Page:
This Tuesday, the prison was taken off lockdown and operations were run as normal. That meant once again that I had all of the cell house movement, noise, and distractions. Yard in C House was in the morning, and I stayed in to work out. The yard the men on my gallery were going to is a small concrete yard that is basically two basketball courts surrounded by fencing and razor wire. While I exercised, I had men watching me from the holding cage. It was very annoying not to have any privacy. Later, when I washed up in my sink, I wish I was able to put up a curtain that would block their entire view. However, my sheet only went up to about my chest. I will eventually make a higher hanging hook. I thought there was no privacy in F House with most of the men around the building able to look in, but this was just as bad.

Commissary was passed out on Tuesday, and I was glad to receive everything I had ordered. I had not had my entire commissary order filled in months. One benefit of being in C House was that many commissary workers lived here. In fact, there are more people here with assignments than probably any other cell house. Having workers in the commissary made it more likely you would shop timely and get all of your store. Furthermore, this quarter unit shops before anyone else, so the prison commissary is usually well stocked. F House was the last cell house to get their orders, and often the inmates there only received half their store, or had many substitutions. It was nice to have a box full of food again. Stateville is feeding us more poor quality foods. Plus, now I did not have to go out to eat if I did not want to.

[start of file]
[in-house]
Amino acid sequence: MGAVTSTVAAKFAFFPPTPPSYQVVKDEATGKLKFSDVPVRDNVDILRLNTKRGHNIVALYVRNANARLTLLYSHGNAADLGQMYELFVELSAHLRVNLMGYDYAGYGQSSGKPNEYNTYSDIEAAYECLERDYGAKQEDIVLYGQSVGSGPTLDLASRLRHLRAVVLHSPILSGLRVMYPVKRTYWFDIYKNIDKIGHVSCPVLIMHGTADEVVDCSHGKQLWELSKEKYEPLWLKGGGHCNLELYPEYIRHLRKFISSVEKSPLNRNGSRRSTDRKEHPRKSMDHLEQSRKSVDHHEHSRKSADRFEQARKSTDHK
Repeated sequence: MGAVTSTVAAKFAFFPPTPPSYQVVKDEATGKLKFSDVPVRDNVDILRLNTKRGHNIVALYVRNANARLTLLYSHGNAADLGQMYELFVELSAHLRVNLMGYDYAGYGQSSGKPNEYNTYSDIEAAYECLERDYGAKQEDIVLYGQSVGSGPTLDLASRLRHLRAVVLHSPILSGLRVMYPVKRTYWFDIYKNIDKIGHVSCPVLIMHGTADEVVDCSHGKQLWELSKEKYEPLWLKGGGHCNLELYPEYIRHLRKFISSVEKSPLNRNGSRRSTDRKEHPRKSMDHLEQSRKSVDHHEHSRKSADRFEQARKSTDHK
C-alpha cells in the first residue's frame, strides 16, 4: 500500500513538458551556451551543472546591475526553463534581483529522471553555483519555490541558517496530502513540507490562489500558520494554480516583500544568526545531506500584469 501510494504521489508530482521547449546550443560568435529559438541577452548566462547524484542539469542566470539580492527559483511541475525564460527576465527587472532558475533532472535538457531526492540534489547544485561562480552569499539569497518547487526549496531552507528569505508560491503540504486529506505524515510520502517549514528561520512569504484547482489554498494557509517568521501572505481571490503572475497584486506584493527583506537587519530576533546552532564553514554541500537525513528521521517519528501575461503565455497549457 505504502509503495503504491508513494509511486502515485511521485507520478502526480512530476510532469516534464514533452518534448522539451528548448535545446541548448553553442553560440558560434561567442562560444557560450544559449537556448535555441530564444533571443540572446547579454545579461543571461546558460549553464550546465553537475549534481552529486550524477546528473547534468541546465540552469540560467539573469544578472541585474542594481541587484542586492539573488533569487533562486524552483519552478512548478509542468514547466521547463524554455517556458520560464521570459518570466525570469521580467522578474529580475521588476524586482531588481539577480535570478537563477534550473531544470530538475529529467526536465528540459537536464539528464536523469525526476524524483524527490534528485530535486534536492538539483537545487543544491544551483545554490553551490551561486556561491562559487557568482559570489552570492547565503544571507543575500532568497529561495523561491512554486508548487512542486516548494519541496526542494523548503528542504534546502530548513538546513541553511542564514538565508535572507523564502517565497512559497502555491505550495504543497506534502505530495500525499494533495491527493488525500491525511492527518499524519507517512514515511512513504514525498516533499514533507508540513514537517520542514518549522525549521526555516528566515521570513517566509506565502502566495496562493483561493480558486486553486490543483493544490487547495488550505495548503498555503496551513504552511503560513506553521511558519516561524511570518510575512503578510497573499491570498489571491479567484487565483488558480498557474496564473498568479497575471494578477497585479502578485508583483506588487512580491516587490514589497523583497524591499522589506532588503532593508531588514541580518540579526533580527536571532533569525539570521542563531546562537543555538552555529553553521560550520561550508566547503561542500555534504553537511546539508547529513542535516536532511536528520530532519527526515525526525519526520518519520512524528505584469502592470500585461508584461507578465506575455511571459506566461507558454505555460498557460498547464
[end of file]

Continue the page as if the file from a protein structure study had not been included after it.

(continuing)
Yesterday was a very busy day in general population. I went on a visit to the Health Care Unit, to the chow hall, and afterwards to the evening yard. About 10 a.m. I was informed I had a visitor. Usually a guard says your name and cell number over the loudspeaker, but because I am only feet away, he just told me from his desk. While the visiting room was not terrible at first, it quickly filled up and was loud and aggravating. A number of times I had to lean forward to hear my visitor speak. Directly after my visit, I went to the Health Care Unit and waited for hours in a cramped and noisy holding cage. A man who had shot his wife, and the man in bed with her, spoke to me almost nonstop about his post conviction appeal and his case in general. He told me I should request to be moved to his cell house, and take his cellmate's place.